• Roses or other strong flowers

Artificial fragrances come from chemical combinations made from petroleum based oil. And while some people seem resistant to its harm, roughly 30% of the population are quite sensitive and pick up on the negative effects right away (11).

Dangers of Synthetic Fragrances

In today’s world, there’s no end to synthetic fragrances. Just stroll down the aisles at the supermarket, or go into a Bath and Body Works store at the mall and you’ll be overwhelmed by different scents and smells.

As mentioned earlier, many of the artificial fragrances today come from petroleum oils. Why is this bad? Different studies have shown the use of these chemicals to be linked to health conditions such as:

  • Neurotoxicity: One study done by Dr. Landrigon of Mount Sinai Children’s Environmental Health Center observed the possible connection between the phthalates found in artificial fragrances and behavior disorders like ADHD. Constant exposure can build up in the body and create toxicities (8)
  • Carcinogens: You know that smoking is bad for you, but did you also know that the same ingredient found in cigarette smoke can be found in many cosmetics and cleaning products? One report shared how styrene is “reasonably anticipated carcinogen” – linked to the development of cancer (5). Other carcinogenic ingredients include aldehydes and toluene.
  • Allergens: Many cosmetic and household products contain ingredients like butylated hydroxytoluene (BHT), benzyl salicylate, butoxyethanol, and butylphenyl methylpropional. All of these can cause allergic reactions in people, from itchy skin to eye irritations (6).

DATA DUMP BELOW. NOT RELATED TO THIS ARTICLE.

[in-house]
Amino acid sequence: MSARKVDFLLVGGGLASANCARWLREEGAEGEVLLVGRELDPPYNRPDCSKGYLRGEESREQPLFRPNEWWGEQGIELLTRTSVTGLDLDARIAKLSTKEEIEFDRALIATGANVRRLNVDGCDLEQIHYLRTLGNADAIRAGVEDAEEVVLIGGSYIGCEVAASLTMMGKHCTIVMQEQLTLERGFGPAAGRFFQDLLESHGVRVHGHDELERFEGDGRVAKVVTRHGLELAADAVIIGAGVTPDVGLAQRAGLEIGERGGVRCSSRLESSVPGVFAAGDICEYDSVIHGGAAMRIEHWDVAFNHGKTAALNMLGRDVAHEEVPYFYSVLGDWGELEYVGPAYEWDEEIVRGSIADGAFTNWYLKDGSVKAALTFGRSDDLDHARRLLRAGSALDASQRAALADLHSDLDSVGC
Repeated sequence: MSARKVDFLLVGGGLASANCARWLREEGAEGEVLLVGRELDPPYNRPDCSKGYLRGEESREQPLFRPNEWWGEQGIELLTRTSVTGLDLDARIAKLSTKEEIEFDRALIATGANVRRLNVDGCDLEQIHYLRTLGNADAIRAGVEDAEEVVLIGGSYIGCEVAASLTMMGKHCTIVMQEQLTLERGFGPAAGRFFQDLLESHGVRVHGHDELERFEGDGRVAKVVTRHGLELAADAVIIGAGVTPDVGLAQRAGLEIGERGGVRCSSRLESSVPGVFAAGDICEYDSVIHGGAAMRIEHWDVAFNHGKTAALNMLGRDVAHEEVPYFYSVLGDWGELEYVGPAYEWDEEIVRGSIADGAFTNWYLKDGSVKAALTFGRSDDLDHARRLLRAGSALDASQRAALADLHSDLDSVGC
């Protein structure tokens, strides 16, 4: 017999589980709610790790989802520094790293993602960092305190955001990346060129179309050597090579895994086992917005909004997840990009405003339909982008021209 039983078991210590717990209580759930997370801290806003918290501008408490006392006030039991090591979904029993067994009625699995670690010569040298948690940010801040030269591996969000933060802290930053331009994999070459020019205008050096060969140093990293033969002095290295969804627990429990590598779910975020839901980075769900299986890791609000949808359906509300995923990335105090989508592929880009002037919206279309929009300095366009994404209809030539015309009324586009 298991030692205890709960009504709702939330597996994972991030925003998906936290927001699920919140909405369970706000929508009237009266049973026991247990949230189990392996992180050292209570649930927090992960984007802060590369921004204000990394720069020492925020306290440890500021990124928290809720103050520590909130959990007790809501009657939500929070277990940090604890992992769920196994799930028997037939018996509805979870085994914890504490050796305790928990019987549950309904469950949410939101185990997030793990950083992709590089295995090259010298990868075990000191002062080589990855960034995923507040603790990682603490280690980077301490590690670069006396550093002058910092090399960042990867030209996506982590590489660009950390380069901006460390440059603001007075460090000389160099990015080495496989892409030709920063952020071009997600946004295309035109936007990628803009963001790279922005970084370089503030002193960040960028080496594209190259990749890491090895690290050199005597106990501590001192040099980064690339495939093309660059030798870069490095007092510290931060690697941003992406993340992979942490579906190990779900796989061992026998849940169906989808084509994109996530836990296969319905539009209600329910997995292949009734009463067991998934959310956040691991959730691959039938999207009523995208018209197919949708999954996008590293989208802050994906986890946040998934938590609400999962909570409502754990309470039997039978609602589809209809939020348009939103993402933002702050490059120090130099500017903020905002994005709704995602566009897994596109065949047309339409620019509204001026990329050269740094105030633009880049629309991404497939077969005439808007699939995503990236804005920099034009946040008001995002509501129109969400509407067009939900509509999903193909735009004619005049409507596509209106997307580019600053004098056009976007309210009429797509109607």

• Endocrine Disruptors: Hormones play an important role in your body’s communication, and in overall health. Many perfumes and colognes have been tested for phthalates that can disrupt normal hormone function. This can lead to issues like extra estrogen, or symptoms like depression (4).
  • Respiratory Irritant: If you suffer from asthma or other respiratory issues, being around artificial fragrances can make it harder to breathe normally. One study took people with a history of asthma symptoms and exposed them to cologne. Exhalation volume decreased among this group by between 18-58%, indicating these people had a harder time pushing air out of their lungs (7).
  • Environments Hazards: When you use scented shampoos, body washes and facial cleansers, some of those chemicals get flushed into the waterways and have had negative impacts on aquatic life. Studies have shown that these chemicals can disrupt animal’s defense systems (3).

How Diet Could Affect Smell

You might not think about it, but what you eat could be affecting how good (or bad) you naturally smell. Diets that are high in meats, animal fats, and acidic foods can create an acidic environment in your body. This can actually make your body odor worse.